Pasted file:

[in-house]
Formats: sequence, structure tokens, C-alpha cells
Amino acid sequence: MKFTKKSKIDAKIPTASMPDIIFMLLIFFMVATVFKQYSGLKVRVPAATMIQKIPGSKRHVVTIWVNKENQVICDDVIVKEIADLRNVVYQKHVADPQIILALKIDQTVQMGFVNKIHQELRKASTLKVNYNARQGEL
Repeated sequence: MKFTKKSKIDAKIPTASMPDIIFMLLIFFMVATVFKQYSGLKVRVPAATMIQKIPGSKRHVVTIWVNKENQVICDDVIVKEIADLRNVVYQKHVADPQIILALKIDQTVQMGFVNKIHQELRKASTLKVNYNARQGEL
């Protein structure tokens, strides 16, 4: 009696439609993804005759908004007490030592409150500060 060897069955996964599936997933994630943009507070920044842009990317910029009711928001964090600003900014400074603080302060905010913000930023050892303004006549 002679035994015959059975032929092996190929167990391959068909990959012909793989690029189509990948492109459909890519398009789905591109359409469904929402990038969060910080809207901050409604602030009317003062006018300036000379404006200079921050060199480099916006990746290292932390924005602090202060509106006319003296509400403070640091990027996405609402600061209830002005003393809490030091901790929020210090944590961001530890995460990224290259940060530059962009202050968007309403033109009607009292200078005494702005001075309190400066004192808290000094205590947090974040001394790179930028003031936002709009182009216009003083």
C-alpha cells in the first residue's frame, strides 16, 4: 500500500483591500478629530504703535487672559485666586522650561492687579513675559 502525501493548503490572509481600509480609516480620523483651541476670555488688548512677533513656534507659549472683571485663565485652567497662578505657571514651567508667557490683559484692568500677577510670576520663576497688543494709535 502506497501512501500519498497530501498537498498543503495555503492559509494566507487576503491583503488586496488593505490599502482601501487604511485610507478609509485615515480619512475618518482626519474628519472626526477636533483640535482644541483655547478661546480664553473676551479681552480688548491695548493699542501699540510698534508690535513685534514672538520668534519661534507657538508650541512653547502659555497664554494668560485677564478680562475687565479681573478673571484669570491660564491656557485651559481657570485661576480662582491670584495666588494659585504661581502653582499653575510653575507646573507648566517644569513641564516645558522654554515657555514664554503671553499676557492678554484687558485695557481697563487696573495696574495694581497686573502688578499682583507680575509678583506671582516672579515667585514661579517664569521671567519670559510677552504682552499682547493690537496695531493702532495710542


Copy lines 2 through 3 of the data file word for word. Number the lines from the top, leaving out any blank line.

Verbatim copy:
Formats: sequence, structure tokens, C-alpha cells
Amino acid sequence: MKFTKKSKIDAKIPTASMPDIIFMLLIFFMVATVFKQYSGLKVRVPAATMIQKIPGSKRHVVTIWVNKENQVICDDVIVKEIADLRNVVYQKHVADPQIILALKIDQTVQMGFVNKIHQELRKASTLKVNYNARQGEL